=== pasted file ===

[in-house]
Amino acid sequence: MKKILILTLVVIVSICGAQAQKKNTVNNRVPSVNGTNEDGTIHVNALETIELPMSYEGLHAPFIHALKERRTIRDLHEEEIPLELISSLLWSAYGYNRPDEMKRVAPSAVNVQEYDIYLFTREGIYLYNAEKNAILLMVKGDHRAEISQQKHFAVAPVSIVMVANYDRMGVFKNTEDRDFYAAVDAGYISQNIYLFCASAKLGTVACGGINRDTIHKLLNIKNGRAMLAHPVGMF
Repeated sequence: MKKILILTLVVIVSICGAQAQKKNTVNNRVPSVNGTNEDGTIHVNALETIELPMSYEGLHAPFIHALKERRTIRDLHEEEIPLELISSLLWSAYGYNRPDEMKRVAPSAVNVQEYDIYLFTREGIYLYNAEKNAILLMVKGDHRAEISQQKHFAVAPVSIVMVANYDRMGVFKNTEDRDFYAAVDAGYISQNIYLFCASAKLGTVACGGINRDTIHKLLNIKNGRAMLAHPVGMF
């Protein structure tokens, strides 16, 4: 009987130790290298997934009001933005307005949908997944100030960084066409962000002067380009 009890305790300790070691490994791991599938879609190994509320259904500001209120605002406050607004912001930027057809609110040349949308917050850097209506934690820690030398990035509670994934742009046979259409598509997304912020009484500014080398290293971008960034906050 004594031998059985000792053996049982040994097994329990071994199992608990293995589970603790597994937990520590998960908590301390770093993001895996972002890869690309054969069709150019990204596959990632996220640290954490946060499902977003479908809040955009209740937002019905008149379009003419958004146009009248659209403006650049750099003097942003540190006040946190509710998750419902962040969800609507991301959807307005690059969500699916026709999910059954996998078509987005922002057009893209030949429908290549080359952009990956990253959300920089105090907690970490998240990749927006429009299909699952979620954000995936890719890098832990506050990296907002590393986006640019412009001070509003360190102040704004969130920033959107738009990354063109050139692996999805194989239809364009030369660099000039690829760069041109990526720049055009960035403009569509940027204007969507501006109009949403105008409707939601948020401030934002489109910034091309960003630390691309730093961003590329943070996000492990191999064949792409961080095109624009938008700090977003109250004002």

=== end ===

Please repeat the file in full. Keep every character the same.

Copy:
[in-house]
Amino acid sequence: MKKILILTLVVIVSICGAQAQKKNTVNNRVPSVNGTNEDGTIHVNALETIELPMSYEGLHAPFIHALKERRTIRDLHEEEIPLELISSLLWSAYGYNRPDEMKRVAPSAVNVQEYDIYLFTREGIYLYNAEKNAILLMVKGDHRAEISQQKHFAVAPVSIVMVANYDRMGVFKNTEDRDFYAAVDAGYISQNIYLFCASAKLGTVACGGINRDTIHKLLNIKNGRAMLAHPVGMF
Repeated sequence: MKKILILTLVVIVSICGAQAQKKNTVNNRVPSVNGTNEDGTIHVNALETIELPMSYEGLHAPFIHALKERRTIRDLHEEEIPLELISSLLWSAYGYNRPDEMKRVAPSAVNVQEYDIYLFTREGIYLYNAEKNAILLMVKGDHRAEISQQKHFAVAPVSIVMVANYDRMGVFKNTEDRDFYAAVDAGYISQNIYLFCASAKLGTVACGGINRDTIHKLLNIKNGRAMLAHPVGMF
């Protein structure tokens, strides 16, 4: 009987130790290298997934009001933005307005949908997944100030960084066409962000002067380009 009890305790300790070691490994791991599938879609190994509320259904500001209120605002406050607004912001930027057809609110040349949308917050850097209506934690820690030398990035509670994934742009046979259409598509997304912020009484500014080398290293971008960034906050 004594031998059985000792053996049982040994097994329990071994199992608990293995589970603790597994937990520590998960908590301390770093993001895996972002890869690309054969069709150019990204596959990632996220640290954490946060499902977003479908809040955009209740937002019905008149379009003419958004146009009248659209403006650049750099003097942003540190006040946190509710998750419902962040969800609507991301959807307005690059969500699916026709999910059954996998078509987005922002057009893209030949429908290549080359952009990956990253959300920089105090907690970490998240990749927006429009299909699952979620954000995936890719890098832990506050990296907002590393986006640019412009001070509003360190102040704004969130920033959107738009990354063109050139692996999805194989239809364009030369660099000039690829760069041109990526720049055009960035403009569509940027204007969507501006109009949403105008409707939601948020401030934002489109910034091309960003630390691309730093961003590329943070996000492990191999064949792409961080095109624009938008700090977003109250004002």